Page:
We do not look like gods, we are not gods, but we represent the God. We can do something that is like what a Creator does, in a smaller way; we also craft artifacts that bear meaning. For instance, we can assemble a pile of vegetable matter, clay, and blackened bits into something that tells a whole story to anyone who has time to curl up with it on a lazy afternoon. And we can tell the story too, and put into it shadowy people who represent real people, and pasteboard props (like keys, or fruit rinds) that represent real virtues or vices, and in the moving-about of these characters and props, transmit secret messages. Indeed we could have saved time by merely writing out the message; but where would have been the fun in that?
And of course, when one remembers (in the middle of a blog post, say) that Jesus spoke in parables, one has another reason to have confidence in symbolic readings.
If we are made an image, then we should be able to speak the language of image.
How fun to think, reading over this, that we have such pasteboard props in our real, physical lives. We have water that looks like water, but when we put on a certain washing-up play with this water as a necessary prop, it enacts a real (though unseen) rebirth:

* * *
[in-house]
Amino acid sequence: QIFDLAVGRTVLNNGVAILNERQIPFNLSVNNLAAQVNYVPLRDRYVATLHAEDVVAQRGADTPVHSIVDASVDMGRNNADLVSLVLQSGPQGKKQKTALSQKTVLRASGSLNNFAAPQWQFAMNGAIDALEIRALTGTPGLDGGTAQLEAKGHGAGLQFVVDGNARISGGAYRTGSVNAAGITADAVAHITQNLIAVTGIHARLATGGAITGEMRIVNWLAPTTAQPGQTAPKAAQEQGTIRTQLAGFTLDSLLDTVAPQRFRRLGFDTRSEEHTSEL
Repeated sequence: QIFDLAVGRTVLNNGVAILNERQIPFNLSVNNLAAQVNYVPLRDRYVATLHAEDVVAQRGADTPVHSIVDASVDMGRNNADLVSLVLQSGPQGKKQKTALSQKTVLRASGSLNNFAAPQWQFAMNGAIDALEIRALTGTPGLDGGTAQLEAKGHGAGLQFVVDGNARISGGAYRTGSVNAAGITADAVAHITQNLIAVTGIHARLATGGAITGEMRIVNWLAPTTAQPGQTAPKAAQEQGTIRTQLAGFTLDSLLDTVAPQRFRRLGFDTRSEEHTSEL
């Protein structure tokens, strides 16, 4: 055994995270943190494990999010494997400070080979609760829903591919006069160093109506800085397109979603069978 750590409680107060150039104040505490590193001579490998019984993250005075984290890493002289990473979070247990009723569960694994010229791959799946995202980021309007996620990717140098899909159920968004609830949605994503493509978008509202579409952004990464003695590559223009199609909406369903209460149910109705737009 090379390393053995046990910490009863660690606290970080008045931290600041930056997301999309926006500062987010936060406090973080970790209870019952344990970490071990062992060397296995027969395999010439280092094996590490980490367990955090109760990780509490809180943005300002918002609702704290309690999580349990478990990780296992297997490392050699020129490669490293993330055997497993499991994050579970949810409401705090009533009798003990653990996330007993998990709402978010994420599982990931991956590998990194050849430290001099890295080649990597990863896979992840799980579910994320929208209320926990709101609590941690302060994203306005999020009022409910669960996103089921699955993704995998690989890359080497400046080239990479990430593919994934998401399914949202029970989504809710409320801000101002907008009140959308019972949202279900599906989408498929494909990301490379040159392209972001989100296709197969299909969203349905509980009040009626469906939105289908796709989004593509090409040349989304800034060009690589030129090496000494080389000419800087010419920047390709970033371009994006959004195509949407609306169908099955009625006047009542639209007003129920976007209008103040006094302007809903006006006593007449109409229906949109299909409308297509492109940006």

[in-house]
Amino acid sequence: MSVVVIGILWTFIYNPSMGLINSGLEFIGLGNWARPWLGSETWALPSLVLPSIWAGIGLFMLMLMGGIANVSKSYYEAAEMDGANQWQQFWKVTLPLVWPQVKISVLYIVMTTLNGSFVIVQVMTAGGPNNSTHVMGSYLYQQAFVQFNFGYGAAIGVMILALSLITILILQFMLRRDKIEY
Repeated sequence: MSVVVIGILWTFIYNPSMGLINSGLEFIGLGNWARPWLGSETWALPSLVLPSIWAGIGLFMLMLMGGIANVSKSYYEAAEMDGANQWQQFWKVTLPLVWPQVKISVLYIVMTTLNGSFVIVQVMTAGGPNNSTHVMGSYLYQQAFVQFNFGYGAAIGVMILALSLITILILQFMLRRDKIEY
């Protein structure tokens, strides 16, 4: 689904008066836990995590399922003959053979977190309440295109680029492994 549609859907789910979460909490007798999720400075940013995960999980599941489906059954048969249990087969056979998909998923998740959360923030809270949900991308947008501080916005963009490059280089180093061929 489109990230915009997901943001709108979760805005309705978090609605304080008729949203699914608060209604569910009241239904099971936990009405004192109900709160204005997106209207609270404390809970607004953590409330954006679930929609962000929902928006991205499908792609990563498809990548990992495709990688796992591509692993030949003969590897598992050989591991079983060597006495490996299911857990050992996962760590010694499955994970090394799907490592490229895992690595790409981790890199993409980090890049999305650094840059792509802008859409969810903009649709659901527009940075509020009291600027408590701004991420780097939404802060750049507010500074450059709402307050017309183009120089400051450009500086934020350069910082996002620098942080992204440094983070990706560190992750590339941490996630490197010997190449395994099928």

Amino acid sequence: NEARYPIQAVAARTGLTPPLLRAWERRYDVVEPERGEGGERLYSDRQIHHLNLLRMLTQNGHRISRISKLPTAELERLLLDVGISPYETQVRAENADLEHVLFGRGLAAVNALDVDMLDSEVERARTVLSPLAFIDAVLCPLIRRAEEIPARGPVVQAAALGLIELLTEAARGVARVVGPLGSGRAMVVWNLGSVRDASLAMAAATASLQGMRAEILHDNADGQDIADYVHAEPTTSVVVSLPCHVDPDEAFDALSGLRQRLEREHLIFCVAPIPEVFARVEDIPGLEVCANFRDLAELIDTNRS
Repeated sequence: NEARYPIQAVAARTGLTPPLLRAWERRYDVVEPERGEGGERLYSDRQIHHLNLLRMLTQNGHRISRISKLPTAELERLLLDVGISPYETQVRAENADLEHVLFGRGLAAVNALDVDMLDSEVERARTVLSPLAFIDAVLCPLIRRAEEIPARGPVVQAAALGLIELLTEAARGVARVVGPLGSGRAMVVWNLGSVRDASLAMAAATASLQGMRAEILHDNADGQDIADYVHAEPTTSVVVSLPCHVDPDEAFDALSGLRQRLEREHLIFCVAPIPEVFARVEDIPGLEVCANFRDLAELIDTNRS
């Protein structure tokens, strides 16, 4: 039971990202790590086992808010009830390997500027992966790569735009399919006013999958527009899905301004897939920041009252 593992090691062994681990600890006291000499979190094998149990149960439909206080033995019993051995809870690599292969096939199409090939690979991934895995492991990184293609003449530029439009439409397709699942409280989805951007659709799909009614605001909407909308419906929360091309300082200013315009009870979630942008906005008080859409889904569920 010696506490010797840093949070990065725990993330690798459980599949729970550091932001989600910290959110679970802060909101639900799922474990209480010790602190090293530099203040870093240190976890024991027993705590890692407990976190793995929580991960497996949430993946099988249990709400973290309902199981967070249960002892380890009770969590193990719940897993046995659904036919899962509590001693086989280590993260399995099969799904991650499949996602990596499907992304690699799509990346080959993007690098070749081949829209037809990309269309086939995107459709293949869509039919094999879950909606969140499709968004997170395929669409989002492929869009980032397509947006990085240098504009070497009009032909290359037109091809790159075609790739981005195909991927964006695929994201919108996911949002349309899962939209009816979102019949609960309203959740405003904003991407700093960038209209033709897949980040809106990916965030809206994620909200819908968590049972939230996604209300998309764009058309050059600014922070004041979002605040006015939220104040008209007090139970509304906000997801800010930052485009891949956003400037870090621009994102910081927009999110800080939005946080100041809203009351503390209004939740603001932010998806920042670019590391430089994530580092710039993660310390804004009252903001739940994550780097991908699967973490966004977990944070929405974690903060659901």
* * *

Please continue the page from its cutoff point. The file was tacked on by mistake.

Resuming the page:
This baptism is no removal of physical stain, but the pledge to God of an irreproachable conscience through the resurrection of Jesus Christ. (1 Peter -- today's first reading in the Office)
The same with our oil, and our wine, and our bread.
It's because we are images that we make these transitions best by means of images, say the Jerusalem Catecheses. If nothing else, the materials of the sacraments provide us with a means of feeling confident that we have done, at least in this area, what God requires of us. They are a balm against the constant fear that we are not good enough to attain God's mercy: of course we are not good enough, cannot make ourselves good enough, but we can do the things He has asked us to do as signs of our interior commitment -- as a pledge -- and we can trust in the promises He has made regarding them, not because we are good but because He is trustworthy, and he asks us to do no more than what we can do... which is to put on these little plays with intention to do His will.
I like to think that the sets and the props and the scripts were carefully designed so that the hidden messages are passed onstage exactly the way they need to be passed in the unseen reality. Baptism requires water, and (crucial if you ask me) it requires one other person who need not himself be a baptized person; it is not possible, even in the direst of emergencies, for a person to baptize himself, but any other willing person can do it; the one to be baptized can even instruct his baptizer. Somehow this sacrament -- which is the only method on earth by which we are permitted to feel sure we can enter heaven -- requires two to be gathered together, and a few drops at least of a substance we cannot live without. Somehow, maybe, that kind of life is really -- not just in the play -- propagated only from human contact.